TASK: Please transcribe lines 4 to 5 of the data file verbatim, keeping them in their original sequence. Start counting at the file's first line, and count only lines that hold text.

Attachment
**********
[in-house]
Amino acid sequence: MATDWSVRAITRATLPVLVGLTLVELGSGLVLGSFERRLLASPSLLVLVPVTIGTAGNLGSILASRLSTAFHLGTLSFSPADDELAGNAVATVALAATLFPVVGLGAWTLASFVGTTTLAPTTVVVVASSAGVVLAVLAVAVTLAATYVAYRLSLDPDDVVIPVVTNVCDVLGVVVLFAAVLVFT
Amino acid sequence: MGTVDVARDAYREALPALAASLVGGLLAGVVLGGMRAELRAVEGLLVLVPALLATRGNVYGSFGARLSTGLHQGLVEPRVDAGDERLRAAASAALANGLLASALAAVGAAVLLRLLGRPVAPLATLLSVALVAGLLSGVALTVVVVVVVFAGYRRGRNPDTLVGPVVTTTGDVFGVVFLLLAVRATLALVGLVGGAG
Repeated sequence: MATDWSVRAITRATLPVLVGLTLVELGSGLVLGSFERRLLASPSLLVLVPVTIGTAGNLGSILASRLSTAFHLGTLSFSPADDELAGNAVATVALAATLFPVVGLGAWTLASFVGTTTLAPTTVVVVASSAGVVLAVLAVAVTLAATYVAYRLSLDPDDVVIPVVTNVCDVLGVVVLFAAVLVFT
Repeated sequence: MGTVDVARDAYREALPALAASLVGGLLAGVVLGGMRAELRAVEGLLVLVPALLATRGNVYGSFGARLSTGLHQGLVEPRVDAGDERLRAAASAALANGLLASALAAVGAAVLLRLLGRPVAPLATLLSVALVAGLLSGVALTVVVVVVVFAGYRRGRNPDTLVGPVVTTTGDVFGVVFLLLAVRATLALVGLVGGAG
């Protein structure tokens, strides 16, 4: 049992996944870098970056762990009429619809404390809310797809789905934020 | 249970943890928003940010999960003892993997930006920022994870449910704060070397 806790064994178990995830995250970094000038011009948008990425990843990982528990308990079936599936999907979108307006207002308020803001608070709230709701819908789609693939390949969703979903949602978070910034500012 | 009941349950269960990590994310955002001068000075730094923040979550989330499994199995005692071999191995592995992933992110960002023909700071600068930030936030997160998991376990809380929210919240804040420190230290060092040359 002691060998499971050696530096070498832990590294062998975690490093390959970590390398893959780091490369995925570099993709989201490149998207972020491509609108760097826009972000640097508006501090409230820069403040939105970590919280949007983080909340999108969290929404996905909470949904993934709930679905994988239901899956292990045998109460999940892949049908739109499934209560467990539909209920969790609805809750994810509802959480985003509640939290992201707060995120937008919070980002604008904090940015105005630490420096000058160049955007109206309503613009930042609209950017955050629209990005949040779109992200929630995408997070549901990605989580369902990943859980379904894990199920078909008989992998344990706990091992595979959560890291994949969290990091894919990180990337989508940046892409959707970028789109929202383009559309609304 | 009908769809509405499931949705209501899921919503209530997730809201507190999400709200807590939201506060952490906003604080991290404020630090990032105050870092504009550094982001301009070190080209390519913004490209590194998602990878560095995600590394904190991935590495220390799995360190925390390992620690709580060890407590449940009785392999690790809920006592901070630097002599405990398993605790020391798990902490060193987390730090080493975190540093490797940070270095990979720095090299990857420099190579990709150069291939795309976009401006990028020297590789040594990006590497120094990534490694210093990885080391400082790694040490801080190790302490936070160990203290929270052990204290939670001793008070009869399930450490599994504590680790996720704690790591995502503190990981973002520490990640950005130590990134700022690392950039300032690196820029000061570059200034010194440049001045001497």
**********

Repeated sequence: MATDWSVRAITRATLPVLVGLTLVELGSGLVLGSFERRLLASPSLLVLVPVTIGTAGNLGSILASRLSTAFHLGTLSFSPADDELAGNAVATVALAATLFPVVGLGAWTLASFVGTTTLAPTTVVVVASSAGVVLAVLAVAVTLAATYVAYRLSLDPDDVVIPVVTNVCDVLGVVVLFAAVLVFT
Repeated sequence: MGTVDVARDAYREALPALAASLVGGLLAGVVLGGMRAELRAVEGLLVLVPALLATRGNVYGSFGARLSTGLHQGLVEPRVDAGDERLRAAASAALANGLLASALAAVGAAVLLRLLGRPVAPLATLLSVALVAGLLSGVALTVVVVVVVFAGYRRGRNPDTLVGPVVTTTGDVFGVVFLLLAVRATLALVGLVGGAG